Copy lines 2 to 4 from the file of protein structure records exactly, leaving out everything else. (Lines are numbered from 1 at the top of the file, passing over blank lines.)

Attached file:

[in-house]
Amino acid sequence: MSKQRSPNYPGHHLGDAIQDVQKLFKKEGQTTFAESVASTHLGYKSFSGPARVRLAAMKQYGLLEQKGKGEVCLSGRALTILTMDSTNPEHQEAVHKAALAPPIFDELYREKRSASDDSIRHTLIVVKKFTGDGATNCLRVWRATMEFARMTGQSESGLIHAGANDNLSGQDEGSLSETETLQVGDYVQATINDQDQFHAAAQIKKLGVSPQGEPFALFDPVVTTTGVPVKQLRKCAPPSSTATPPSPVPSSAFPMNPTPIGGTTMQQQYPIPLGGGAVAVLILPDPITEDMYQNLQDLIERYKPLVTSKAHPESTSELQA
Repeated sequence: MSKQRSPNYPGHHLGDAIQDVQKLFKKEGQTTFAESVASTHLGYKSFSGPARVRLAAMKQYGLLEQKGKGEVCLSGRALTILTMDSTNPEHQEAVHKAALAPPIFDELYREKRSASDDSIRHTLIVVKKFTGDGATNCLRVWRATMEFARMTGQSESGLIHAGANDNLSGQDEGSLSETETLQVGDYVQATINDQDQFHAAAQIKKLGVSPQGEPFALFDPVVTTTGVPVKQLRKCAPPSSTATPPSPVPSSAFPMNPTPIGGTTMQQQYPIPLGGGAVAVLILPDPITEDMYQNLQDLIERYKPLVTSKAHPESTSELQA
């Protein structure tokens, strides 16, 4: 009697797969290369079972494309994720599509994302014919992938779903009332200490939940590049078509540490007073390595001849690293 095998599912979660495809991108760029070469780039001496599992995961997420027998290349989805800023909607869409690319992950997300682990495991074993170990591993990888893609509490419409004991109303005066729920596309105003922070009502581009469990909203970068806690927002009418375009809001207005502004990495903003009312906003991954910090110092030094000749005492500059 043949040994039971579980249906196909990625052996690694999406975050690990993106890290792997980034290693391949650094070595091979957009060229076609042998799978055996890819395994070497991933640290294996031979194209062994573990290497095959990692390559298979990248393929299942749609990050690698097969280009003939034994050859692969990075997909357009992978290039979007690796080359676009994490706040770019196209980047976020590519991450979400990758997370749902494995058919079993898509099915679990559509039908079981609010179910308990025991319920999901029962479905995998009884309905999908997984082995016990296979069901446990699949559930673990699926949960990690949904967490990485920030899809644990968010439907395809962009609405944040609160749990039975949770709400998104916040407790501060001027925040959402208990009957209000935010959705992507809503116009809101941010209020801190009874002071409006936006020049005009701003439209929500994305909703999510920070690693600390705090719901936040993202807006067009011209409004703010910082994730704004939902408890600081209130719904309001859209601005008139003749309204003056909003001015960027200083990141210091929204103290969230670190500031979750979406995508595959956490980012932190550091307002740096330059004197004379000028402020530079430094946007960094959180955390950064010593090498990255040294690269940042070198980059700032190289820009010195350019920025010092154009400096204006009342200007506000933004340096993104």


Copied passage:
Amino acid sequence: MSKQRSPNYPGHHLGDAIQDVQKLFKKEGQTTFAESVASTHLGYKSFSGPARVRLAAMKQYGLLEQKGKGEVCLSGRALTILTMDSTNPEHQEAVHKAALAPPIFDELYREKRSASDDSIRHTLIVVKKFTGDGATNCLRVWRATMEFARMTGQSESGLIHAGANDNLSGQDEGSLSETETLQVGDYVQATINDQDQFHAAAQIKKLGVSPQGEPFALFDPVVTTTGVPVKQLRKCAPPSSTATPPSPVPSSAFPMNPTPIGGTTMQQQYPIPLGGGAVAVLILPDPITEDMYQNLQDLIERYKPLVTSKAHPESTSELQA
Repeated sequence: MSKQRSPNYPGHHLGDAIQDVQKLFKKEGQTTFAESVASTHLGYKSFSGPARVRLAAMKQYGLLEQKGKGEVCLSGRALTILTMDSTNPEHQEAVHKAALAPPIFDELYREKRSASDDSIRHTLIVVKKFTGDGATNCLRVWRATMEFARMTGQSESGLIHAGANDNLSGQDEGSLSETETLQVGDYVQATINDQDQFHAAAQIKKLGVSPQGEPFALFDPVVTTTGVPVKQLRKCAPPSSTATPPSPVPSSAFPMNPTPIGGTTMQQQYPIPLGGGAVAVLILPDPITEDMYQNLQDLIERYKPLVTSKAHPESTSELQA
């Protein structure tokens, strides 16, 4: 009697797969290369079972494309994720599509994302014919992938779903009332200490939940590049078509540490007073390595001849690293 095998599912979660495809991108760029070469780039001496599992995961997420027998290349989805800023909607869409690319992950997300682990495991074993170990591993990888893609509490419409004991109303005066729920596309105003922070009502581009469990909203970068806690927002009418375009809001207005502004990495903003009312906003991954910090110092030094000749005492500059 043949040994039971579980249906196909990625052996690694999406975050690990993106890290792997980034290693391949650094070595091979957009060229076609042998799978055996890819395994070497991933640290294996031979194209062994573990290497095959990692390559298979990248393929299942749609990050690698097969280009003939034994050859692969990075997909357009992978290039979007690796080359676009994490706040770019196209980047976020590519991450979400990758997370749902494995058919079993898509099915679990559509039908079981609010179910308990025991319920999901029962479905995998009884309905999908997984082995016990296979069901446990699949559930673990699926949960990690949904967490990485920030899809644990968010439907395809962009609405944040609160749990039975949770709400998104916040407790501060001027925040959402208990009957209000935010959705992507809503116009809101941010209020801190009874002071409006936006020049005009701003439209929500994305909703999510920070690693600390705090719901936040993202807006067009011209409004703010910082994730704004939902408890600081209130719904309001859209601005008139003749309204003056909003001015960027200083990141210091929204103290969230670190500031979750979406995508595959956490980012932190550091307002740096330059004197004379000028402020530079430094946007960094959180955390950064010593090498990255040294690269940042070198980059700032190289820009010195350019920025010092154009400096204006009342200007506000933004340096993104």